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Finding Our Way – The Jesus Trail – Day 2

Checking my Twitter feed after dinner yesterday I was reminded that Rush kicked off their 40th anniversary-pretty-much-last tour last night in Tulsa. I’ll be seeing them in July when they make their final stop in Denver, and while I don’t know what the set list looks like, one of the songs that came to mind as we set out on our hike today was “Finding My Way:”

I’ve been gone too long,

I’ve lost count of the years.

Well I sang some sad songs,

and I cried some bad tears.

Feels like forever since I’ve been home even though it’s not been two weeks yet, and while we haven’t been singing bad songs or crying bad tears, we did spend the day trying to figure out how to find our way in the midst of an often-confusing, somewhat taxing, and thoroughly interesting hike.

Some of the hike out of Nazareth.

Some of the hike out of Nazareth.

We left Nazareth at about 8:00 in the morning with the first part of the hike consisting of a serious climb to the top of the city before descending down into a valley. The “trail” at this point is actually more like an exercise in “find the blazes”–those orange and white painted marks on telephone poles, rocks, and the occasional bus stop that show the way of the Jesus trail. We had a guide with us on the first part of the hike, which was helpful since some of those blazes were creatively placed.

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My Feet Unto a Lamp – Jesus Trail Day 1

imageOK, so technically we didn’t “hike” the Jesus Trail today but we did receive our orientation to the trail this morning and also found out that an older German couple will be hiking on the same itinerary. They are very nice (he’s a travel agent checking out the trail so that he can push more German tourists this way) but they also tend to walk very slow which, if you know me well, is a challenge for me. As one of my colleages once said, “You walk like your hair’s on fire,” which could be why I don’t have any more. We’ll be hiking with them with a guide on the first day since getting out of Nazareth can be tricky navigation-wise. I will do my best not to run circles around the formation.

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“I Pulled Into Nazareth…” The Jesus Trail – Day 0

After 10 great days of touring with people from TLUMC and others from my friend Chris Howlett’s church in Lebanon, KY, Chris and I said goodbye to the group last night and today headed for Nazareth and the start of the Jesus Trail. We’ll be hiking the 40 miles between here and Capernaumimage on the Sea of Galilee, following in the footsteps of Jesus during his ministry in the region.

We began this morning with a little more time in Jerusalem and began with the Ramparts Walk, which takes you up on the walls of the Old City and allows you to circumnavigate most of the top of the defensive wall built by Suleiman the Magnificent, the 16th century Ottoman emperor. One of the things you learn quickly here is that everything historical consists of layers that go from the present day on the surface all the way down to some of the original walls built in the Old Testament period, like the walls we saw in the Jewish Quarter that were built by King Hezekiah of Judah. You have to look down through a hole in the street to see them. It’s helpful to keep in mind how each successive period in the city’s history builds one upon the other–same stones, different day and arrangement.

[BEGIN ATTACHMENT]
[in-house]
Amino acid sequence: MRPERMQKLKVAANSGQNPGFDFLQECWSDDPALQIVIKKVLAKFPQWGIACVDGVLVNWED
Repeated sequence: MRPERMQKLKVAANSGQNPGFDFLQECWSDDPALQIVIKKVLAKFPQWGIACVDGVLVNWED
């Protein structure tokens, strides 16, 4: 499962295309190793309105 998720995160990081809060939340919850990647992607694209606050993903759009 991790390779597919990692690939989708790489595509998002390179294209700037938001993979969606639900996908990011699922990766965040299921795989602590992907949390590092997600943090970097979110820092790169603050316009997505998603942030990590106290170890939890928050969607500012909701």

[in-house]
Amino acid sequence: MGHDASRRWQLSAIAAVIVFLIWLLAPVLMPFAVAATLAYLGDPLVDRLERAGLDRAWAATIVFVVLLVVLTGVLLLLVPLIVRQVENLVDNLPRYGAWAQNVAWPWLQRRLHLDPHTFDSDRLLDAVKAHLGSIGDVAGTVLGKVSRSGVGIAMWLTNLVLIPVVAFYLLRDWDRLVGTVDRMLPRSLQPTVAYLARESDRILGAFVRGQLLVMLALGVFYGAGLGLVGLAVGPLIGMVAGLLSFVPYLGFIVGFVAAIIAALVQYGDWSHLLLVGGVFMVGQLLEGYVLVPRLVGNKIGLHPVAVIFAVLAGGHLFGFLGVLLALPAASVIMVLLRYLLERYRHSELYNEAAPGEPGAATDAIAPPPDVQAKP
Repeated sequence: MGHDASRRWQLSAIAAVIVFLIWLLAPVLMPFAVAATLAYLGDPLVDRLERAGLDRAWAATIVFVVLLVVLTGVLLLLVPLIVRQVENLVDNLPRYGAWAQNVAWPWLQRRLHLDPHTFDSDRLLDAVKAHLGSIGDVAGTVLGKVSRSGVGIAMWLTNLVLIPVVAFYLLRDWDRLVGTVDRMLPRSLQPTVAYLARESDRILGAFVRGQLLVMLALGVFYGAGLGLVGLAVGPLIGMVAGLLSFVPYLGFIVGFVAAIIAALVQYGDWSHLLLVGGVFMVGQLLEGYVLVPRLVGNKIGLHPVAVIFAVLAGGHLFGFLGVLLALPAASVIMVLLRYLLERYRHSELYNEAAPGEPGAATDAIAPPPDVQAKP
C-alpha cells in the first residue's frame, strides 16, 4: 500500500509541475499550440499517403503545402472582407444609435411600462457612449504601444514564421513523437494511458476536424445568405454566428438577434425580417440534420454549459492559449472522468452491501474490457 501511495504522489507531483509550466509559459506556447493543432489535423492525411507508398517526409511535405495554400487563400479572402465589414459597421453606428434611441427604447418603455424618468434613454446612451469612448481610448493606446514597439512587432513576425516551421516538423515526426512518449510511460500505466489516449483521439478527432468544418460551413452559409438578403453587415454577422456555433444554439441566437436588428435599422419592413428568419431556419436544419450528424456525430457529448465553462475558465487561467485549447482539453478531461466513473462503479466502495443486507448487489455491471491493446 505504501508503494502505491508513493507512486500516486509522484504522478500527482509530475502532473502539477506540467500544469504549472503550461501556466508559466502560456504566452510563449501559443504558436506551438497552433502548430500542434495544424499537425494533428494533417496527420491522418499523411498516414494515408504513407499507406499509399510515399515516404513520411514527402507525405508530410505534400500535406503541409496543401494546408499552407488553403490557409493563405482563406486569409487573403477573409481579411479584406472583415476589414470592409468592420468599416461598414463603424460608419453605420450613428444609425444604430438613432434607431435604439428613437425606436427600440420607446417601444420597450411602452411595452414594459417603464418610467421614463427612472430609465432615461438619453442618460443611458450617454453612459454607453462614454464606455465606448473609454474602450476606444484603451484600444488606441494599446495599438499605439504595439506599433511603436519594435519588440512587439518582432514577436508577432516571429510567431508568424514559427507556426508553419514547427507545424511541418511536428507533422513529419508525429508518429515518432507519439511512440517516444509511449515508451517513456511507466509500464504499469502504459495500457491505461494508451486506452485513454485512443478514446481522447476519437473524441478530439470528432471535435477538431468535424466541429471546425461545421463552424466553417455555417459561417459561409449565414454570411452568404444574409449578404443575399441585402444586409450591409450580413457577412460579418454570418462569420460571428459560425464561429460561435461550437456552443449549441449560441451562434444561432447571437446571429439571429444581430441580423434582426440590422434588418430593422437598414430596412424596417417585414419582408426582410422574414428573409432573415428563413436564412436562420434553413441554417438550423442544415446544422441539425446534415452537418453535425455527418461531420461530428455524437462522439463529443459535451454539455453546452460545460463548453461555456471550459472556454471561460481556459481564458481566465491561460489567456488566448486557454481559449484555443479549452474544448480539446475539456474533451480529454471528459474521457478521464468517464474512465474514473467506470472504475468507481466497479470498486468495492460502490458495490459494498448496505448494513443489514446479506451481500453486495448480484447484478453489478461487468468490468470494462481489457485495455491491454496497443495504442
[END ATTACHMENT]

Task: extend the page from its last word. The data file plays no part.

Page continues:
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Sherlock Goes to Emmaus

Luke 24:13-35

sherlock1680x1050One of the things I love to do when I have a little down time is to binge watch a good TV show on Netflix—not that that happens often given my schedule and due to the fact that “good TV show” is actually more of an oxymoron these days (emphasis on the “moron”). Still, there are some gems to be had and one of these shows has not only captured me but the whole family—it’s the BBC’s updated version of the Sherlock Holmes stories starring the marvelous British actor Benedict Cumberbatch in the title role along with Martin Freeman as Dr. Watson. Each episode is an hour and a half, almost like a movie, and it’s twists and turns are mind blowing.

Arthur Conan Doyle’s Sherlock has had a revival of late, with the movies starring Robert Downey Jr. and the show “Elementary” on CBS. Sherlock has always been a bit of mess personally, “a high functioning sociopath” as the BBC’s Sherlock is quick to admit, but what captivates me about him is the fact that his mind is always seeing things that others miss. As Doyle’s Sherlock puts it in the novels, “A man’s brain originally is like a little empty attic, and you have to stock it with such furniture as you choose.”

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Simon of Cyrene: The Cross-Bearing Life

The cross-bearing life of the Christian isn’t a theory about which we have opinions, it is a way of life in which we learn by experience.

Mark 15:21-24


fender-benderLiving as we do on the I-25 corridor between Denver and Colorado Springs, rarely does a week go by when we are not stuck in some kind of traffic slowdown for an inexplicable reason. Traffic slows nearly to a halt and then, almost as quickly as it stopped, it breaks loose again so that the interstate resumes its resemblance to a NASCAR race.

One of the main reasons for these instant slowdowns is rubbernecking. A fender bender on the side of the road, someone getting pulled over, will cause people to slow down and take a look. Occasionally it’s more serious—a real accident with police, fire, and ambulance on scene. We naturally slow down to look, wanting to know what happened but also being glad that it didn’t happen to us.

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